Although Kenojuak Ashevak is well known for her graphic and sculpted stylized depictions of birds and other animals, she is, above all, a sensitive woman who is dedicated to her family. She discovered the extent of her artistic talents by accident. “When I was younger, I didn’t do art,” she explains. “But when someone showed me how to and encouraged me, I started to do it.” In the late 50s, James Houston, a Toronto artist who was then the federal government’s administrator for the area, introduced Kenojuak and her husband, Jonniebo, to drawing, printing and carving stones. At that time, Kenojuak was in her early 30s and was still living in the traditional Inuit way, travelling from camp to camp in the South Baffin area and in Arctic Quebec depending on hunting resources.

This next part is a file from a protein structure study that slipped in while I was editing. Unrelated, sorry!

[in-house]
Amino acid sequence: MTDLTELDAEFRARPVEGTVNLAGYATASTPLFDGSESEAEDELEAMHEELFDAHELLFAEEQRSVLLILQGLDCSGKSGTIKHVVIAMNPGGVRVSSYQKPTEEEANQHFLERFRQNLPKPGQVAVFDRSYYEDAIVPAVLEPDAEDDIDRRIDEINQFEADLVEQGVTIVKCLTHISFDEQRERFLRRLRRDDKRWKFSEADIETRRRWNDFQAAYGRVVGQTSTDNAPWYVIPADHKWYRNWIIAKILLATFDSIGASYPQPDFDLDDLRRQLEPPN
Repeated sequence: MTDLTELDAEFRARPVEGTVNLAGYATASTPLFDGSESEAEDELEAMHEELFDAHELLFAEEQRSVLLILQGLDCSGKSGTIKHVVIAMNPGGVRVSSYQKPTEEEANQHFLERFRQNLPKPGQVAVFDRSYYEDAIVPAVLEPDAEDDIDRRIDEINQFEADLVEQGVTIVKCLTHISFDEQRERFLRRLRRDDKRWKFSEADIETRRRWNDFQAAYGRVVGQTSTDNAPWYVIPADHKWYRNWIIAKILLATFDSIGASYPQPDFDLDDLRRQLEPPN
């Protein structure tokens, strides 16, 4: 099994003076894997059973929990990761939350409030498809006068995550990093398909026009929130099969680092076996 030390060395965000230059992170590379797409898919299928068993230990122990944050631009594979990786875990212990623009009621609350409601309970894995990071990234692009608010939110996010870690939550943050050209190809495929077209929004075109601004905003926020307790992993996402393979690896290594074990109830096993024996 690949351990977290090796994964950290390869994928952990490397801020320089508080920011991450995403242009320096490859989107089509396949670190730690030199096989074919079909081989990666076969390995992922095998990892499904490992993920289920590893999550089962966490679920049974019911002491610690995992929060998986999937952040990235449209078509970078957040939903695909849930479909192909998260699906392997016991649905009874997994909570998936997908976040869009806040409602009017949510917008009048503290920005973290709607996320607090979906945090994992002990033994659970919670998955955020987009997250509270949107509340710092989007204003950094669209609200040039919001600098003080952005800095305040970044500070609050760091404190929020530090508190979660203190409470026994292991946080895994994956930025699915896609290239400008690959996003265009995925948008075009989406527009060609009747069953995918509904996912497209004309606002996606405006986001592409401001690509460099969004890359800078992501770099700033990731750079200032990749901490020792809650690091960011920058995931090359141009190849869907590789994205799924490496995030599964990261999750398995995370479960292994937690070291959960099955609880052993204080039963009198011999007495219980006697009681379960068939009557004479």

It didn’t take long for her talents to be recognized. Kenojuak’s representations of Arctic life demonstrate a highly individualistic style. There is something haunting and intriguing about Kenojuak’s imagery. Her subjects seem to be coming out of another world, displaying some of her signature elements — the radiating extensions, interwoven elements and motifs. The designs are often symmetrically organized, like the appliqué designs seen on Inuit clothing. The source of her inspiration? She tells me she simply looks into her mind and lets the subject take form on paper. She rarely makes preliminary sketches; rather she follows her own sense of composition and aesthetic inspiration to create images that are pleasing to the eye. Her earlier lifestyle sheltered her from the aesthetic influences of the south. The end result is a compelling blend of realism and imagination, which is both direct and vivacious.